I haven’t been to the Art Gallery of Greater Victoria (capital AGGV) for a very long time. Can’t remember the last time. I think I thought that 12 dollars was too arduous. I know I know, but I used to be a pack and a half a day smoker. That pretty much uses up all your fun money, you know? On Friday past I actually had to go. To the gallery that is. I had to pay up for the VCA alumni show fees and the lady in charge of the money was hosting the Small Works show (currently on at the gallery), so I was there, I had 12 bucks, I was in!
To be honest the whole artgalleryofgreatervictoria thing always strikes me as slightly boring. That permanent Asian art section. I don’t know. It’s beautiful stuff, there’s no doubt, but it’s really not electric, is it? It’s kind of stodgy and colonial and old. I usually enjoy looking at the rice paper paintings, because I do love painting, but all in all it’s a bit dreary. And that holds true for the “western” collection as well. Yes yes, Emily is a great painter. But jesus, the work itself is brittle looking. It’s all dried up. Dry, brittle, old, stodgy. Not very inspiring. And that, more than the 12 dollars, was what kept me away. Even Andy Warhol couldn’t pull me in. The place is just too bloody beige.
But as I said, I was there and I sacrificed the money and I went in.
First I looked at the Small Works show and that was nice. It was salon style in the truest sense. The walls were plastered in painting and drawing and photography. A couple of the artists were there, feeling proud and serving dark chocolate coated cookies. I can’t remember any names really but it doesn’t matter. It was really nice.
Next I went to the Lab 9.1. The Lab is a charming idea. I love the little gallery within the big gallery, but strangely enough it is also beige. I swear to god, the walls are a beige colour. It’s funny really. But ok. Anyway, an artist named Mike Mclean is showing Range:Rocky Mountain National Park Photographs in the Lab until nearly the end of September. Normally the cumulative affect of the 12 dollars, the unstoppable beige, the soon to be seen Emily and an art show having to do with the Rocky Mountain National Park, would just stupify me and I mean literally with boooordumb. However, these photographs were actually quite loveable.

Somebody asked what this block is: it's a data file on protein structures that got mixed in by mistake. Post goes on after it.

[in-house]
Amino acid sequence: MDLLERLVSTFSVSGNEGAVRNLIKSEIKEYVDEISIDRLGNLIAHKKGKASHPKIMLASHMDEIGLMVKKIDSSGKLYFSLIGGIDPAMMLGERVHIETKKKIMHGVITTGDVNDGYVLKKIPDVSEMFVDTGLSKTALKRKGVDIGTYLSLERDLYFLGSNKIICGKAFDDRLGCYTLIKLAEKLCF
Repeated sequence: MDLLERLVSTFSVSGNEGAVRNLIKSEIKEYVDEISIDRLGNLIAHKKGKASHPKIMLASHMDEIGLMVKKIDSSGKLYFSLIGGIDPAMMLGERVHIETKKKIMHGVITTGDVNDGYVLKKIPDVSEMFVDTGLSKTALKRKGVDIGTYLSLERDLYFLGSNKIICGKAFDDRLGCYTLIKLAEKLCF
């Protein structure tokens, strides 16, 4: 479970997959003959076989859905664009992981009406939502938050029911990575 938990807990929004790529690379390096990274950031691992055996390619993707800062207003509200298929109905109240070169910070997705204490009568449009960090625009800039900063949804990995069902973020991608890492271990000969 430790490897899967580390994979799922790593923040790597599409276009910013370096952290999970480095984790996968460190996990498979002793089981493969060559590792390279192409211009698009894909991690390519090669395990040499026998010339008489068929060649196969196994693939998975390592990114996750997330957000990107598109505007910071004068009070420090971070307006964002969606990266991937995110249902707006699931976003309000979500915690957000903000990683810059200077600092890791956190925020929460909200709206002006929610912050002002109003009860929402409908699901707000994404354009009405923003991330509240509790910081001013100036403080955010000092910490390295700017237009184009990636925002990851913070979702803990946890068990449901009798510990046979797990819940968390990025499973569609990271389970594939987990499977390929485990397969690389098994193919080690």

I know from what I’ve been reading recently that the AGGV has been driving the idea of social practice in art and I suppose that this exhibit runs along the same lines. As Mr. Mclean states, his intentions are “to better understand the historical complexities and provide a contemporary perspective on these mountain landscapes, and to examine the value in protecting them for the future”. Commendable, yes, but not exactly stunningly creative. Thank you Mr. Mclean for your care and attention to our beautiful environment, but is it art?
I grew up in BC. I’ve spent a lot of hours driving through mountains and mountain towns. I’ve been to lots of small town museums. I’ve seen a lot of photographs, just like these, in those places. I hate to harp on the dreary point, but….but. I suppose that being in a gallery, inviting people to come see these banal photos within an art gallery setting, is an interesting twist. Actually it is the twist. After all, even those of us who dread the heavy heavy weight of the “big” gallery cannot help but adjust to the potential of experiencing art in any gallery, ever. By this I mean that a gallery, even one painted beige, is a magic place. A place to be raw and open and vulnerable. A place to feel the colour, the tone, the intellectual vibe of other men and women.
What I liked about Mike’s work was the delicacy. In my ready state, my gallery state, the photograph of a metal route marker standing on a rocky ledge above a glorious valley scape, brought me to a visceral memory of my own history in those places. I could remember the heat, the dust, the dry emptiness. The cigarette smoke, some old photographs my parents took of elk before I was born, the rest stop restaurants. And that’s just the beginning. What about my Scottish grandfather who died working on the railroad? And what about the gold rush and the native people? And how about the grizzly bears and the long long history of glaciers and climate change?
There’s a great song that the Fugees do. It goes, “strumming my pain with his finger, singing my life with his words”. It doesn’t take much, does it? Just a touch. That’s where the art is. That delicate understanding. It’s lovely, isn’t it?
Thanks Mike Mclean. I mean it.